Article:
According to event organiser Russ Lewis "Professional people have to balance work and family time with developing their own musical pursuits, so going on a single workshop is their only option. Although immensely inspiring, workshops don't allow attendees to consolidate what they've learnt, and don't allow tutors to develop a proper curriculum. The Giant Steps Jazz Course combines the best aspects of a workshop with the benefits of a full-time music education."
The course starts 28th February 2009 and will be held at the De Vere "Uplands", High Wycombe, Bucks. This course is booking now, with two of the available twelve places already sold.
About Alan Cook
Alan Cook began his musical career while at grammar school where he ran the Jazz Society and the school Jazz Quintet. In his late teens he earned his first real money playing tenor sax in a soul band, and subsequently went on to play keyboards and sax with a variety of Rock and Blues groups, including 'Trader Horne' and the band of blues slide guitar hero Mike Cooper. It was while he was with Mike that Alan played on sessions with Harry Miller, Dudu Pukwana and Mongezi Feza, noted ex-pat South African jazz musicians who played with Chris McGregor's 'Brotherhood of Breath'.
In 1974 he went to study Jazz at Leeds College of Music, graduating in 1977 with a 1st Class Diploma. During his time at LCM Alan was a member of the house band at the famous Batley Variety Club, where he learned his craft as a purely commercial musician backing the likes of Neil Sedaka, Roy Orbison and many others. In the late '70s Alan wrote for and played with the very successful Latin / Jazz outfit 'Semuta', a band that toured widely in the UK for the Ronnie Scott organisation. This entailed playing support slots at the Club with, amongst others, Earl Hines, Dick Morrisey and Art Themen.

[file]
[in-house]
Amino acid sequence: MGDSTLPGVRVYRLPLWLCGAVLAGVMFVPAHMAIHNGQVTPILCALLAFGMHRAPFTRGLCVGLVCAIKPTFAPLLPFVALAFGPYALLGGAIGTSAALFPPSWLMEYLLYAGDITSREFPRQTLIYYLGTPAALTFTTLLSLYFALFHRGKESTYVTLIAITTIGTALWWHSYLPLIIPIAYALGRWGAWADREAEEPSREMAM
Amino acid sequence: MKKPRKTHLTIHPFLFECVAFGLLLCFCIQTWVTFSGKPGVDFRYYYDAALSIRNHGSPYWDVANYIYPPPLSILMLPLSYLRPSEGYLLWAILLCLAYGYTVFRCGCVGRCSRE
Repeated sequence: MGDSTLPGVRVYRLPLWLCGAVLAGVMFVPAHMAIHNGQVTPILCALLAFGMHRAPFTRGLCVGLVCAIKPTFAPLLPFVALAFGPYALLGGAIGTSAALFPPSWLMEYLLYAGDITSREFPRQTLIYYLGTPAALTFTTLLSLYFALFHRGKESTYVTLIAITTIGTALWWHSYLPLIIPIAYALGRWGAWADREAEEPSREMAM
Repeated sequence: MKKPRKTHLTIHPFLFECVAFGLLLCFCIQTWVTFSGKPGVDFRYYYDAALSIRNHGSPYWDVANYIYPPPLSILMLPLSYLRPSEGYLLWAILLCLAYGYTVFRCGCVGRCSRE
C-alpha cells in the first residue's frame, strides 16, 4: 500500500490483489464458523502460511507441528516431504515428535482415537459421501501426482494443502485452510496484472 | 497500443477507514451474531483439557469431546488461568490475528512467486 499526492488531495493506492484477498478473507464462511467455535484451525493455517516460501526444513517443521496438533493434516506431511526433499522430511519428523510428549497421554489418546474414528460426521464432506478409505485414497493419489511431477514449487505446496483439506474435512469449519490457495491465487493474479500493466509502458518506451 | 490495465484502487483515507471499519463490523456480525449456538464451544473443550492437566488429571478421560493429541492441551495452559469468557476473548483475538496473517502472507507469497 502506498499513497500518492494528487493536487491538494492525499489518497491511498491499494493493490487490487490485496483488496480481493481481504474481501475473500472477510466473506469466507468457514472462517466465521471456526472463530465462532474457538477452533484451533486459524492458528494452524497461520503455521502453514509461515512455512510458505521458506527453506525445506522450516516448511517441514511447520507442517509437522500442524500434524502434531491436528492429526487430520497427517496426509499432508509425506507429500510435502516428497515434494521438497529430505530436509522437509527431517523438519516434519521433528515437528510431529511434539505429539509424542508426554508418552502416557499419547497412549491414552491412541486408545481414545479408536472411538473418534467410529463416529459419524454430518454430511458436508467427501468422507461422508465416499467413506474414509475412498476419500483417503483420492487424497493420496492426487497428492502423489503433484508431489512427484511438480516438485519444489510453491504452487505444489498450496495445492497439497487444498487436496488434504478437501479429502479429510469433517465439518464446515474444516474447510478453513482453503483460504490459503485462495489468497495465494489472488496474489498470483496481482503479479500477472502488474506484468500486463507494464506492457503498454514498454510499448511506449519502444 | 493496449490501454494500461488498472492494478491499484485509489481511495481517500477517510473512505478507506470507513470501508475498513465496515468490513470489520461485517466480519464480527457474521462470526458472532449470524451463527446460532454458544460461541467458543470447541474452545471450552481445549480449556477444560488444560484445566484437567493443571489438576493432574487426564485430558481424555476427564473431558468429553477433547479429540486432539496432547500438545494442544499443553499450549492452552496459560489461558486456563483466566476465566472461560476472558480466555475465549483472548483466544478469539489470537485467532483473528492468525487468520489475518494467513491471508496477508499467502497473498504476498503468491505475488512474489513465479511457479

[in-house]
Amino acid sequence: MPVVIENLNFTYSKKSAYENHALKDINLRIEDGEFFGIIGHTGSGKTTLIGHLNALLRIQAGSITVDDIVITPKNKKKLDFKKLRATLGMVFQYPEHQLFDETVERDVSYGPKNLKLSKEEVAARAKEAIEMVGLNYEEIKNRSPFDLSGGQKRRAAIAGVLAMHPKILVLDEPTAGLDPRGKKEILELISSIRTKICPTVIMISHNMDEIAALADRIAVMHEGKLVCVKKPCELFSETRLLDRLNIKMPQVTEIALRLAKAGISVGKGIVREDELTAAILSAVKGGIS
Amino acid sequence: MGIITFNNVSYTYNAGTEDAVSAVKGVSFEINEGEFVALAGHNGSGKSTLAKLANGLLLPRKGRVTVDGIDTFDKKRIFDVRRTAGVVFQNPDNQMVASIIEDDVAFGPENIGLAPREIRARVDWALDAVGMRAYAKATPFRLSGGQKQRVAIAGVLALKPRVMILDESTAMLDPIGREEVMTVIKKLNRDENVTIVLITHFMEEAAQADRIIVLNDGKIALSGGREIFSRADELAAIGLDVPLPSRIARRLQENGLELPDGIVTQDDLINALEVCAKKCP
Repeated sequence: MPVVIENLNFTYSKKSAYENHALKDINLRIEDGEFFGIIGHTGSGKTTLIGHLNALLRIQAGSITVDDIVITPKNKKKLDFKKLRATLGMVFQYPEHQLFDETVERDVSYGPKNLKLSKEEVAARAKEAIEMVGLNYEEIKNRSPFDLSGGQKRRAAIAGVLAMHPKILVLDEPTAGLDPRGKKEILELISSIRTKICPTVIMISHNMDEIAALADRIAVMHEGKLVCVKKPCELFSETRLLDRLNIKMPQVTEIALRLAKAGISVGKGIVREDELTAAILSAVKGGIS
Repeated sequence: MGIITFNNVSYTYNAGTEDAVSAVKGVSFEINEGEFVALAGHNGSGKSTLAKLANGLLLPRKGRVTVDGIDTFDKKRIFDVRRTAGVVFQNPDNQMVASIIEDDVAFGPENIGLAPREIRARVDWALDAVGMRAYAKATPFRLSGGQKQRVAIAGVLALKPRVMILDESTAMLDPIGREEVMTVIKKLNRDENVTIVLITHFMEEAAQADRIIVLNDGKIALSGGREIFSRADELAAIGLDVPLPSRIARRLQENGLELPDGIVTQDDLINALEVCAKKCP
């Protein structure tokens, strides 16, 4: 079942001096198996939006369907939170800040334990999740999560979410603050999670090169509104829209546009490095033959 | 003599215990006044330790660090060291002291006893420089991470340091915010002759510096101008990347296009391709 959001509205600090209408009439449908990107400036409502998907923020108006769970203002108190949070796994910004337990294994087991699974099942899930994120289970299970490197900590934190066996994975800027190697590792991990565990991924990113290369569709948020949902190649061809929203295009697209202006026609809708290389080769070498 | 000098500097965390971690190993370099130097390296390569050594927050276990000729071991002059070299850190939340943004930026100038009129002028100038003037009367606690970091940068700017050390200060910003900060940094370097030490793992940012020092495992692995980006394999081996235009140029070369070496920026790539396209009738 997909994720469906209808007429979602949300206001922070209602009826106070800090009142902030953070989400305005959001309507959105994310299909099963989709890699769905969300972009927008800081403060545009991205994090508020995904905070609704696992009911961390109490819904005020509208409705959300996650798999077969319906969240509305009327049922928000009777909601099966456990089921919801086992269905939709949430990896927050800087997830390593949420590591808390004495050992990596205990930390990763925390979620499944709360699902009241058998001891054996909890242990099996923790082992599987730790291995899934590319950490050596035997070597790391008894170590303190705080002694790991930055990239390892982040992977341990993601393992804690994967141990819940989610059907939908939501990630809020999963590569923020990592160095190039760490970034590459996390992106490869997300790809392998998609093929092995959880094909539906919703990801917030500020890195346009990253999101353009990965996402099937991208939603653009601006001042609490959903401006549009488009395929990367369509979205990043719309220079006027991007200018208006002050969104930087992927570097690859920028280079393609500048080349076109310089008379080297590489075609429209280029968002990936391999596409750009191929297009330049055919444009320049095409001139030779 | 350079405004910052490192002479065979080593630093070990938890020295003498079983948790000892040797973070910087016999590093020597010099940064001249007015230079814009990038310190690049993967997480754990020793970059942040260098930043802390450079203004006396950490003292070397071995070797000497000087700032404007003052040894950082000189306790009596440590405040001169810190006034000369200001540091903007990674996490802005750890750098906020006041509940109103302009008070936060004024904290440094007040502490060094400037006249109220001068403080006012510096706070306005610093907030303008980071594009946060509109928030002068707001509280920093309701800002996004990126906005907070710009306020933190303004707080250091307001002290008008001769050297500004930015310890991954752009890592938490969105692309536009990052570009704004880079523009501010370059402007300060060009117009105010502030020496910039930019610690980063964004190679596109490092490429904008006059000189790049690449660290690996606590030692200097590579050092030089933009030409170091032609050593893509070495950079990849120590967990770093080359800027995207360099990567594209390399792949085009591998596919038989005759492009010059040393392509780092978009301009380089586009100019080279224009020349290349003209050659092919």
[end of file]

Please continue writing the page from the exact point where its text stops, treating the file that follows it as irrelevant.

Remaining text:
Alan then spent 11 years working as a Master Transfer Engineer with CBS Records and Sony Music, an experience that not only provided massive opportunities to listen in detail to music of all genres, but also an introduction to both analogue and digital recording technologies. During this period Alan achieved an upper 2nd degree in Classical music studies with the OU.
In 1996 he became a Music Educator, having gained a PGCE at Oxford Brookes University. He continued to be active as a freelance musician; running workshops and composing, and winning the Composition Prize at the 2006 Leeds International Jazz Conference. He was awarded an M.Mus in Jazz Composition by Leeds University in 2007.
Alan is currently Head of Music at Oxford & Cherwell Valley College of Further Education.
Giant Steps in Music is dedicated to producing the highest quality of music education for the benefit of aspiring players, from all walks of life.
The foundation arose from, and has now taken over, the highly successful Jazz Guitar Weekend event, which has been running since 2006. The event, which runs at maximum capacity of 22 people, features world famous guitarist and TV/radio celebrity John Etheridge and Oxford-based guitarist, band-leader and promoter Pete Oxley.
Contact: Russ Lewis
Tel: +44 7971 559 182
Fliers, picture of Alan Cook (tutor) and venue.